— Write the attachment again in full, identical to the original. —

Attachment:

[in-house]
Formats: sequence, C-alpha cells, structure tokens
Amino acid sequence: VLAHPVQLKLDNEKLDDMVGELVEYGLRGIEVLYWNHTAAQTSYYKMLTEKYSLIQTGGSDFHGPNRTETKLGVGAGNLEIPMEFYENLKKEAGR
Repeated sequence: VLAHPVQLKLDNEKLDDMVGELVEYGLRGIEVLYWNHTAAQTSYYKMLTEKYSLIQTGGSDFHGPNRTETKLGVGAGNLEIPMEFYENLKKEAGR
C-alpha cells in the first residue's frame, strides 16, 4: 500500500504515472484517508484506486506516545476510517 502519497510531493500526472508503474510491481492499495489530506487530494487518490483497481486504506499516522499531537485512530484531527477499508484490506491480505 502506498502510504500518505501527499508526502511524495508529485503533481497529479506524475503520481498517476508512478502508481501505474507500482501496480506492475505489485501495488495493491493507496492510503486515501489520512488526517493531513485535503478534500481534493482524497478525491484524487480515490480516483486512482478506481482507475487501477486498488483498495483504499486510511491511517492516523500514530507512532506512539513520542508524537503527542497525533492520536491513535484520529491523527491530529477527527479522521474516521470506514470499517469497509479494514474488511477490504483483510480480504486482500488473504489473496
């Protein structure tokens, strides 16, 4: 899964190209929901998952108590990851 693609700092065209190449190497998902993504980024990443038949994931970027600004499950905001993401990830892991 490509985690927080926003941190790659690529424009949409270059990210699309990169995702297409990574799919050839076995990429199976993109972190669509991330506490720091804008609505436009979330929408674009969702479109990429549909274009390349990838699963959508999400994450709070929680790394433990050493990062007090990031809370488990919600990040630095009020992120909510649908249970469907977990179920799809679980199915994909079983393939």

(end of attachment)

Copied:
[in-house]
Formats: sequence, C-alpha cells, structure tokens
Amino acid sequence: VLAHPVQLKLDNEKLDDMVGELVEYGLRGIEVLYWNHTAAQTSYYKMLTEKYSLIQTGGSDFHGPNRTETKLGVGAGNLEIPMEFYENLKKEAGR
Repeated sequence: VLAHPVQLKLDNEKLDDMVGELVEYGLRGIEVLYWNHTAAQTSYYKMLTEKYSLIQTGGSDFHGPNRTETKLGVGAGNLEIPMEFYENLKKEAGR
C-alpha cells in the first residue's frame, strides 16, 4: 500500500504515472484517508484506486506516545476510517 502519497510531493500526472508503474510491481492499495489530506487530494487518490483497481486504506499516522499531537485512530484531527477499508484490506491480505 502506498502510504500518505501527499508526502511524495508529485503533481497529479506524475503520481498517476508512478502508481501505474507500482501496480506492475505489485501495488495493491493507496492510503486515501489520512488526517493531513485535503478534500481534493482524497478525491484524487480515490480516483486512482478506481482507475487501477486498488483498495483504499486510511491511517492516523500514530507512532506512539513520542508524537503527542497525533492520536491513535484520529491523527491530529477527527479522521474516521470506514470499517469497509479494514474488511477490504483483510480480504486482500488473504489473496
């Protein structure tokens, strides 16, 4: 899964190209929901998952108590990851 693609700092065209190449190497998902993504980024990443038949994931970027600004499950905001993401990830892991 490509985690927080926003941190790659690529424009949409270059990210699309990169995702297409990574799919050839076995990429199976993109972190669509991330506490720091804008609505436009979330929408674009969702479109990429549909274009390349990838699963959508999400994450709070929680790394433990050493990062007090990031809370488990919600990040630095009020992120909510649908249970469907977990179920799809679980199915994909079983393939």